The AAUP study found 38 percent of all faculty are in part-time positions, with the largest amount -- 52 percent -- teaching at two-year community colleges. In four-year universities, 29 percent of the faculty is part time; liberal arts colleges, 32 percent; and at research universities, nearly 17 percent.

"We have a two-fold problem," said Linda Ray Pratt, president of the AAUP and chairwoman of the committee that prepared the report. "One aspect is that institutions rely too heavily on faculty who are not full-time members of the profession, and the other is the unprofessional way in which those institutions treat their part-timers."

Adjuncts, it seems, are getting it from both sides.

Molotsky said while many may be effective teachers, they also have limited or no office hours. They also may not know about available programs on campus and won't be around long enough to give references.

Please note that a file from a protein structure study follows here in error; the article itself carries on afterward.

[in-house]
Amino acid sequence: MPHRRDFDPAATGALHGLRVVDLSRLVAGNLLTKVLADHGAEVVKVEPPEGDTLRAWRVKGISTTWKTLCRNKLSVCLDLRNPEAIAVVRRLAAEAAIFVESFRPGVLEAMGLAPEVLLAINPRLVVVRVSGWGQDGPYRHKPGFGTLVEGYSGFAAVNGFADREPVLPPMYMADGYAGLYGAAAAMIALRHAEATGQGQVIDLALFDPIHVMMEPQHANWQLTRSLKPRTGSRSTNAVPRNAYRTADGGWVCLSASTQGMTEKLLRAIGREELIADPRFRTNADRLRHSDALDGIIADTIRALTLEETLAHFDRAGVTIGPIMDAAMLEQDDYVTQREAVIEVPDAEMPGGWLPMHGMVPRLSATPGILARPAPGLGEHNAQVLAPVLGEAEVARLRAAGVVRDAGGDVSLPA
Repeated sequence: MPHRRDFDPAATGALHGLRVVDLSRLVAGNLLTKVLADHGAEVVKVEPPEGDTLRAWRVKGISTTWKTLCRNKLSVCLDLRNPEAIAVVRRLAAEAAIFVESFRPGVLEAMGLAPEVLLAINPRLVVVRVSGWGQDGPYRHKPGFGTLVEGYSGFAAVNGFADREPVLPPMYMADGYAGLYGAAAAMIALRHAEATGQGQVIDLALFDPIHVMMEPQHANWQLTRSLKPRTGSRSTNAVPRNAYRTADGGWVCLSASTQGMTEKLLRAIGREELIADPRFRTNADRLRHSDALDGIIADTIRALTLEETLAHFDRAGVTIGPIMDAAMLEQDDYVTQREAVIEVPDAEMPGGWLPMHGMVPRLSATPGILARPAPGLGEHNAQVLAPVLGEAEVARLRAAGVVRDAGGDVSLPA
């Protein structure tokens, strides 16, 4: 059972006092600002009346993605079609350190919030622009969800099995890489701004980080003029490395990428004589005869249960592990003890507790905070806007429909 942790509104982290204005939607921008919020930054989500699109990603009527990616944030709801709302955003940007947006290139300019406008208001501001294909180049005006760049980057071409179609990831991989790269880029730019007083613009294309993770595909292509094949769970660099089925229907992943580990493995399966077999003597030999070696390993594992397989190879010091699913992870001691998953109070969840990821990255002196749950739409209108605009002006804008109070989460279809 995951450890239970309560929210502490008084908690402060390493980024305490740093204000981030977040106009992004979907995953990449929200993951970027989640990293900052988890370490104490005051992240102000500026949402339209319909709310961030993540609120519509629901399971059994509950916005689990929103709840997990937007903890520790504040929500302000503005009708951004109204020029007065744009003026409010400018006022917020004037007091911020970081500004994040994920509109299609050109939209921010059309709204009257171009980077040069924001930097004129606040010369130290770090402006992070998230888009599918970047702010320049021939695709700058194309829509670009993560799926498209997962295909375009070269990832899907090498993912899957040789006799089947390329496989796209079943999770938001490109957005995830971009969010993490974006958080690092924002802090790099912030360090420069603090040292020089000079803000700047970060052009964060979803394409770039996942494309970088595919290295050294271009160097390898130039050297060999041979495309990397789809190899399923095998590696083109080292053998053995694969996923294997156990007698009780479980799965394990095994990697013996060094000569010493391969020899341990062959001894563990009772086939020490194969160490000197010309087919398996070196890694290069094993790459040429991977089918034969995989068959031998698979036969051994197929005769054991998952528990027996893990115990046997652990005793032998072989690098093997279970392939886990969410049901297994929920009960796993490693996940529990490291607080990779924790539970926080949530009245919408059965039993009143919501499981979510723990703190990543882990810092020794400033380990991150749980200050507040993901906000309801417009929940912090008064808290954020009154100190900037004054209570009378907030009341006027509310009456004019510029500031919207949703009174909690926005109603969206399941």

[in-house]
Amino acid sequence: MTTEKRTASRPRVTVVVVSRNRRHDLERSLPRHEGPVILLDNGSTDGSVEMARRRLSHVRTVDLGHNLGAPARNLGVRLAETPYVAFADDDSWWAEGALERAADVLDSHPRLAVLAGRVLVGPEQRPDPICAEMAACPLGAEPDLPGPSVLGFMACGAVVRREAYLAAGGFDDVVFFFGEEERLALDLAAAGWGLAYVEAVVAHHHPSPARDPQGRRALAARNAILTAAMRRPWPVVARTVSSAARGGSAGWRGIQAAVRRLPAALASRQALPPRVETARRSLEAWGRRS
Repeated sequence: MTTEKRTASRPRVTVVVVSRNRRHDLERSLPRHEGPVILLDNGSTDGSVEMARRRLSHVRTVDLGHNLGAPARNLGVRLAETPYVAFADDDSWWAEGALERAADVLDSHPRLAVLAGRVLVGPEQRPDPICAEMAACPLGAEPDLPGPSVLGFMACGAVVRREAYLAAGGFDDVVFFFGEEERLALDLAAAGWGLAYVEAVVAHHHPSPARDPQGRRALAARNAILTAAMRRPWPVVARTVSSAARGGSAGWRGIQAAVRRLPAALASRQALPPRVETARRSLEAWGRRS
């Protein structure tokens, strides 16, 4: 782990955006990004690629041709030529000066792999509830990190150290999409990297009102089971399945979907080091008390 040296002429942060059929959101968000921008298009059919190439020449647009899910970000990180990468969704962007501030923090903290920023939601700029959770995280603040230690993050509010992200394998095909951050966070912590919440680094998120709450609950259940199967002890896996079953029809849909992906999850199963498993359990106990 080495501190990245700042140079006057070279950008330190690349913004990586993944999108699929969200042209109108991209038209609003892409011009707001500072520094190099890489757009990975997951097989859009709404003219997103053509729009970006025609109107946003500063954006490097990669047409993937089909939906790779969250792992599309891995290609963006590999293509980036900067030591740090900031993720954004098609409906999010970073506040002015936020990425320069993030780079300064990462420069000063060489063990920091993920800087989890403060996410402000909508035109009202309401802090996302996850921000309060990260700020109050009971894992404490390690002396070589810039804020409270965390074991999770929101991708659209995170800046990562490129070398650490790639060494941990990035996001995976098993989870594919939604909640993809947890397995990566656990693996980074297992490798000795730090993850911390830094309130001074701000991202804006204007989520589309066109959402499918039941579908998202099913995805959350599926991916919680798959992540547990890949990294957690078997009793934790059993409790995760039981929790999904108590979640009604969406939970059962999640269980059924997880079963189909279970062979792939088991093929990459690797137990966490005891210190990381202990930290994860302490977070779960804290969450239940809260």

Part-time faculty typically make much less than full-time professors, receive fewer benefits, lack job security and stability, have little input in course content and material, and aren't asked to help set academic policy.

The basic salary for part-time faculty is $6,302 per year, and salaries range from $900 to $3,000 per course at most institutions.

The AAUP also found that women, who hold about 33 percent of full-time faculty positions, make up more than 42 percent of the part-time faculty.

Many institutions rely on adjuncts because of budget cutbacks. "The part-time faculty is growing," Pratt said. "It's an exploitable group within the profession, lacking job stability and opportunities for advancing. We have to stop the exploitation of the people if we want to stop the deleterious effect on the quality of education."

The study suggests that institutions limit their use of adjuncts to no more than 15 percent of the faculty, and give them access to tenure, promotions, long-term contracts and include fringe benefits such as health and life insurance.